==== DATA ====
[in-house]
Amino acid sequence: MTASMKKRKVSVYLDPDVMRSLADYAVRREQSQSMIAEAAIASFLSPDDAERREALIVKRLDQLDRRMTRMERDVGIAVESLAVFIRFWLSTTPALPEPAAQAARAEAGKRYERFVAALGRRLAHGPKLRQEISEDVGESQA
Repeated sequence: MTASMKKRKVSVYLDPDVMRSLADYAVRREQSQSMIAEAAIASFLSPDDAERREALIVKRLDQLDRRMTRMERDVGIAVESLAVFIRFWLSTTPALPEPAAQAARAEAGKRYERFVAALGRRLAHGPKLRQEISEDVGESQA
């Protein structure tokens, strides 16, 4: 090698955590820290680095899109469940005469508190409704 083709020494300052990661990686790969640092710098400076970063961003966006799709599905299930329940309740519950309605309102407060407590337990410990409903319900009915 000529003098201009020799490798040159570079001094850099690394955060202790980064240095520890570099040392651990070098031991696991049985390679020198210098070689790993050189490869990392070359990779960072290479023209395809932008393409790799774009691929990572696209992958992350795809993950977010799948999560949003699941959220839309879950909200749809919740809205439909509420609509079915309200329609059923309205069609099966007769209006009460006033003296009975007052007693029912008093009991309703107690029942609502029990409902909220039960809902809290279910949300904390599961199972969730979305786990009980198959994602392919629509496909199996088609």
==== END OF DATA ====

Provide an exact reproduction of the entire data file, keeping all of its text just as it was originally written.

[in-house]
Amino acid sequence: MTASMKKRKVSVYLDPDVMRSLADYAVRREQSQSMIAEAAIASFLSPDDAERREALIVKRLDQLDRRMTRMERDVGIAVESLAVFIRFWLSTTPALPEPAAQAARAEAGKRYERFVAALGRRLAHGPKLRQEISEDVGESQA
Repeated sequence: MTASMKKRKVSVYLDPDVMRSLADYAVRREQSQSMIAEAAIASFLSPDDAERREALIVKRLDQLDRRMTRMERDVGIAVESLAVFIRFWLSTTPALPEPAAQAARAEAGKRYERFVAALGRRLAHGPKLRQEISEDVGESQA
């Protein structure tokens, strides 16, 4: 090698955590820290680095899109469940005469508190409704 083709020494300052990661990686790969640092710098400076970063961003966006799709599905299930329940309740519950309605309102407060407590337990410990409903319900009915 000529003098201009020799490798040159570079001094850099690394955060202790980064240095520890570099040392651990070098031991696991049985390679020198210098070689790993050189490869990392070359990779960072290479023209395809932008393409790799774009691929990572696209992958992350795809993950977010799948999560949003699941959220839309879950909200749809919740809205439909509420609509079915309200329609059923309205069609099966007769209006009460006033003296009975007052007693029912008093009991309703107690029942609502029990409902909220039960809902809290279910949300904390599961199972969730979305786990009980198959994602392919629509496909199996088609």